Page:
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Seven Advanced Habits of Highly Effective Speakers

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Like it or not, marketing executives are expected to deliver great presentations. And while some marketing executives are competent public speakers, practicing the following advanced tips can take a communicator from “good to great”.

Public speaking, like any other craft takes discipline, commitment and plenty of practice. With customer presentations ranging from prepared to impromptu, it is often helpful for marketing executives to keep these skills current. And while many speakers concern themselves with “the basics”, some are interested and willing to take their skills to advanced levels.

In this vein, assembled are seven habits of advanced public speakers (undoubtedly there are more):

Know Your Audience

“Know your audience” initially seems like an obvious tip. However, too many public speakers give canned and non-customized presentations that show little to no knowledge of the audience. For example, if the presentation is for a customer, find out why the briefing was requested and specific customer needs. Think personalization. Surprisingly, a little homework goes a long way.

Storytell Whenever Possible

People love stories, and best of all, stories are memorable. Powerful presentations have stories sprinkled throughout, and case studies to help bring key topics to life. Undoubtedly you have seen presentation after presentation start with speaker introductions and an agenda slide. Why not consider starting and ending a presentation with a story instead?

A Smile and Laugh Go a Long Way

Must every customer or internal presentation be so serious? Do you have a funny anecdote that captures a key point? Presenters sometimes think, “I’m not a funny person, so I will leave humor out of the discussion.” Incorporating humor doesn’t mean one must tell jokes. The advanced presenter may incorporate a smile to start, humorous story, and/or self depreciating comment. Remember, a presentation is a performance, so have fun!

Engage the Audience Whenever Possible

Suppose your upcoming presentation is slotted for thirty minutes. Is there any heuristic that says a presentation must take twenty five minutes and leave five for Q&A? Mix it up! Why not incorporate feedback and questions throughout the presentation? Even better, allow for open ended questions (asked by the presenter) during the discussion. For larger audiences, some advanced presenters ask for a show of hands, or other polling device. Social media shows us we live in a world of "engagement." Your presentation should take this concept into account.

Add Vocal Variety

The advanced practice of adding vocal variety is rare for most public speakers. While a speaker may have body language and content down pat, vocal variety (rate, pitch, tone, highs/lows) is often forgotten. A well-done presentation isn’t necessarily “over the top”, and to be sure vocal variety can be exaggerated. However, adding vocal variety where appropriate can alert your audience that key points are worth their attention.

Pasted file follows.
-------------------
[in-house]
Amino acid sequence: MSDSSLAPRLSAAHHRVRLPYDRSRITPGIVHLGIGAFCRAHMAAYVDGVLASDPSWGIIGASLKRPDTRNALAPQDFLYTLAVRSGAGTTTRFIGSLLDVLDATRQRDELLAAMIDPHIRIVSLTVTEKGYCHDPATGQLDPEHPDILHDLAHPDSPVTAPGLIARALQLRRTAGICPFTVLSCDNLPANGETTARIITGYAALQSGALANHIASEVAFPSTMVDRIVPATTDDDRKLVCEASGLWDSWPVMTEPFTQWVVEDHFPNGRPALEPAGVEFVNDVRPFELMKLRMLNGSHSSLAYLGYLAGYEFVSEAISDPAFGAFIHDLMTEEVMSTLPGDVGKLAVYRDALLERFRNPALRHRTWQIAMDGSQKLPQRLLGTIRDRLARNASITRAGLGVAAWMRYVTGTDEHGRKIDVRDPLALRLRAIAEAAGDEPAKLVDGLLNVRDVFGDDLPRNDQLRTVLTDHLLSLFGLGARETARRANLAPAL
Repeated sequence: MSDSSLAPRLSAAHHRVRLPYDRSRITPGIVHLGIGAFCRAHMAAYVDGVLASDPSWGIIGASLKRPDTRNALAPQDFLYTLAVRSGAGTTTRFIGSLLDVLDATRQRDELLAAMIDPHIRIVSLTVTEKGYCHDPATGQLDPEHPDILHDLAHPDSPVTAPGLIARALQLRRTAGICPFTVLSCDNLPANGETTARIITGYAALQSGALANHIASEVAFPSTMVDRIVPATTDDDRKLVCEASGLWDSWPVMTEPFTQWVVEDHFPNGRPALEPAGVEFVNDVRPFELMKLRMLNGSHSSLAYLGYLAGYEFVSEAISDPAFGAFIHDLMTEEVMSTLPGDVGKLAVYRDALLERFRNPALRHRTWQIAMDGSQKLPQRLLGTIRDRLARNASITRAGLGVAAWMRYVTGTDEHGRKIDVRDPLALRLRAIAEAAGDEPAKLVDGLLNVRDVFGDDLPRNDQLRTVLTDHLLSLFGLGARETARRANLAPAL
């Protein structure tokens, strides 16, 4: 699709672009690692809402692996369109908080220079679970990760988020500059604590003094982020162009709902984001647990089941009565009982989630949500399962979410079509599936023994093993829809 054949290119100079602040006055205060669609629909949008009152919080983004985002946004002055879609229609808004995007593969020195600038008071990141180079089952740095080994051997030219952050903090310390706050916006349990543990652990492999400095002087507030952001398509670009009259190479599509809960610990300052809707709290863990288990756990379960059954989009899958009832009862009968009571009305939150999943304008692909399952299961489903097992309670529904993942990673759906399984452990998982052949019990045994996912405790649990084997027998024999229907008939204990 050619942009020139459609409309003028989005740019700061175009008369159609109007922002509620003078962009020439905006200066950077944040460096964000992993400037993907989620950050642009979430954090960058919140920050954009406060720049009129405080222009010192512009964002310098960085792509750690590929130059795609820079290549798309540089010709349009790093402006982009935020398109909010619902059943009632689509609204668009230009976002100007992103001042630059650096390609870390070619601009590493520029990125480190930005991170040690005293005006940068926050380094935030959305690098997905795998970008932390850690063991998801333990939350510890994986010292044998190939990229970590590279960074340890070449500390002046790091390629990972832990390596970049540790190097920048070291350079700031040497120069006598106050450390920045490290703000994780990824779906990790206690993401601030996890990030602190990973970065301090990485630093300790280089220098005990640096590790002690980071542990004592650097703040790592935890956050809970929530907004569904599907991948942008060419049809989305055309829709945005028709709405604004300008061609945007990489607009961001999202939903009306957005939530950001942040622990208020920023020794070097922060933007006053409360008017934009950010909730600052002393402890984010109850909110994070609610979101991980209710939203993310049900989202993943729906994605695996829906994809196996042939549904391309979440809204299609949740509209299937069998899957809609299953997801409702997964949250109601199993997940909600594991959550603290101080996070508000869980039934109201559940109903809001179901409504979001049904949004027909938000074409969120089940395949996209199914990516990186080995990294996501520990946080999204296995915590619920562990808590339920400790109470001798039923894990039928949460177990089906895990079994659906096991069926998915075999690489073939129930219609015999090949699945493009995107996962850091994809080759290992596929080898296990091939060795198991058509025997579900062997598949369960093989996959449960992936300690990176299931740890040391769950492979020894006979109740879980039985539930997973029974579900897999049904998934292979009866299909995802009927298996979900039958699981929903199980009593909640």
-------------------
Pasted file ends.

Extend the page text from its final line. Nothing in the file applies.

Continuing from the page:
Self Modulate Based on Audience Reaction

With the exception of a presentation to an audience in a dark room, most speakers can see their audience members. Don’t pass up a golden opportunity to gauge audience reaction—during the actual talk. During your delivery, notice audience reactions—are they bored, asleep, disinterested, fiddling with their smartphone, or staring into space?

Based on audience reaction, the advanced presenter changes his or her delivery and possibly content accordingly. Stop for clarification, ask your audience questions, or consider doing something to change the direction of your speech. Your presentation isn’t actually over until it’s over, so don’t be afraid to change things up before the half-way point.

Incorporate Dramatic Use of “The Pause”

Have you ever seen a speaker incorporate a long breath before delivering a key point? If so, you have witnessed “the pause”. A pause of 1-2 seconds can alert an audience that the next phrase or sentence is worth hearing. This advanced technique is extremely rare, but can effectively be incorporated to activate a key message. However, as dramatic technique, “the pause” should not be over utilized.

These are just seven habits of highly effective presenters. What other “advanced” techniques have you witnessed from your favorite speakers?


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Paul Barsch directs services marketing programs for Teradata, the world's largest data warehousing and analytics company. Previously, Paul was marketing director for HP Enterprise Services $1.3 billion healthcare industry and a senior marketing manager at global consultancy, BearingPoint. Paul is a senior contributor to MarketingProfs, a frequent columnist for MarketingProfs DailyFix, and has published over fifteen articles in marketing, management, technology and healthcare publications. Paul earned his Bachelors of Science in Business Administration from California Polytechnic State University, San Luis Obispo. He and his family reside in San Diego, CA.